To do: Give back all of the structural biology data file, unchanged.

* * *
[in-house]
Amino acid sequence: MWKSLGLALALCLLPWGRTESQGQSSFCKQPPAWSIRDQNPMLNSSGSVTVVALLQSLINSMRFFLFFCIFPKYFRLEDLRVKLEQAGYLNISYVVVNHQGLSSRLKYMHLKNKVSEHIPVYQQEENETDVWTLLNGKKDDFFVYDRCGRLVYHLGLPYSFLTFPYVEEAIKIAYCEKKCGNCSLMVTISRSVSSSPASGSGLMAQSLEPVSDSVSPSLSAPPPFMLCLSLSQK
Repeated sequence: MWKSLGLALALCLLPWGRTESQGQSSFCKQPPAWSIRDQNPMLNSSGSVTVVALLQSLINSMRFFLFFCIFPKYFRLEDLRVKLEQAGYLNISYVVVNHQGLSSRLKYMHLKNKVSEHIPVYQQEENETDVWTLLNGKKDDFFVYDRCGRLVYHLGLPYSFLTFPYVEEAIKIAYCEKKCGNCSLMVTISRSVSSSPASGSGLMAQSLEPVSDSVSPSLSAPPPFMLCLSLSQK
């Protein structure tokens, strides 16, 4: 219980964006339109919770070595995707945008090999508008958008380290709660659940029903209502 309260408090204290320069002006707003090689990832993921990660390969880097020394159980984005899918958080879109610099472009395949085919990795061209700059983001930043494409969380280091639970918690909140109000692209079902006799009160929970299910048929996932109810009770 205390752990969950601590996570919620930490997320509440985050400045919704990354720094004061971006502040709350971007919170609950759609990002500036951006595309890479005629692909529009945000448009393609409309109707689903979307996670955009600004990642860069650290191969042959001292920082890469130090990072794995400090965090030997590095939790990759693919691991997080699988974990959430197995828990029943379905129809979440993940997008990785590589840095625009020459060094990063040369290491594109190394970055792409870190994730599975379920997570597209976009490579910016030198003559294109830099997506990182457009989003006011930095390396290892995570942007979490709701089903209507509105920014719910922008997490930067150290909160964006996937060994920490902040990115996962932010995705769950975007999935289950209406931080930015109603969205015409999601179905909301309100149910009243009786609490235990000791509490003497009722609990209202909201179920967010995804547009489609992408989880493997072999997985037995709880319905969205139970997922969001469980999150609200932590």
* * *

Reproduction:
[in-house]
Amino acid sequence: MWKSLGLALALCLLPWGRTESQGQSSFCKQPPAWSIRDQNPMLNSSGSVTVVALLQSLINSMRFFLFFCIFPKYFRLEDLRVKLEQAGYLNISYVVVNHQGLSSRLKYMHLKNKVSEHIPVYQQEENETDVWTLLNGKKDDFFVYDRCGRLVYHLGLPYSFLTFPYVEEAIKIAYCEKKCGNCSLMVTISRSVSSSPASGSGLMAQSLEPVSDSVSPSLSAPPPFMLCLSLSQK
Repeated sequence: MWKSLGLALALCLLPWGRTESQGQSSFCKQPPAWSIRDQNPMLNSSGSVTVVALLQSLINSMRFFLFFCIFPKYFRLEDLRVKLEQAGYLNISYVVVNHQGLSSRLKYMHLKNKVSEHIPVYQQEENETDVWTLLNGKKDDFFVYDRCGRLVYHLGLPYSFLTFPYVEEAIKIAYCEKKCGNCSLMVTISRSVSSSPASGSGLMAQSLEPVSDSVSPSLSAPPPFMLCLSLSQK
């Protein structure tokens, strides 16, 4: 219980964006339109919770070595995707945008090999508008958008380290709660659940029903209502 309260408090204290320069002006707003090689990832993921990660390969880097020394159980984005899918958080879109610099472009395949085919990795061209700059983001930043494409969380280091639970918690909140109000692209079902006799009160929970299910048929996932109810009770 205390752990969950601590996570919620930490997320509440985050400045919704990354720094004061971006502040709350971007919170609950759609990002500036951006595309890479005629692909529009945000448009393609409309109707689903979307996670955009600004990642860069650290191969042959001292920082890469130090990072794995400090965090030997590095939790990759693919691991997080699988974990959430197995828990029943379905129809979440993940997008990785590589840095625009020459060094990063040369290491594109190394970055792409870190994730599975379920997570597209976009490579910016030198003559294109830099997506990182457009989003006011930095390396290892995570942007979490709701089903209507509105920014719910922008997490930067150290909160964006996937060994920490902040990115996962932010995705769950975007999935289950209406931080930015109603969205015409999601179905909301309100149910009243009786609490235990000791509490003497009722609990209202909201179920967010995804547009489609992408989880493997072999997985037995709880319905969205139970997922969001469980999150609200932590």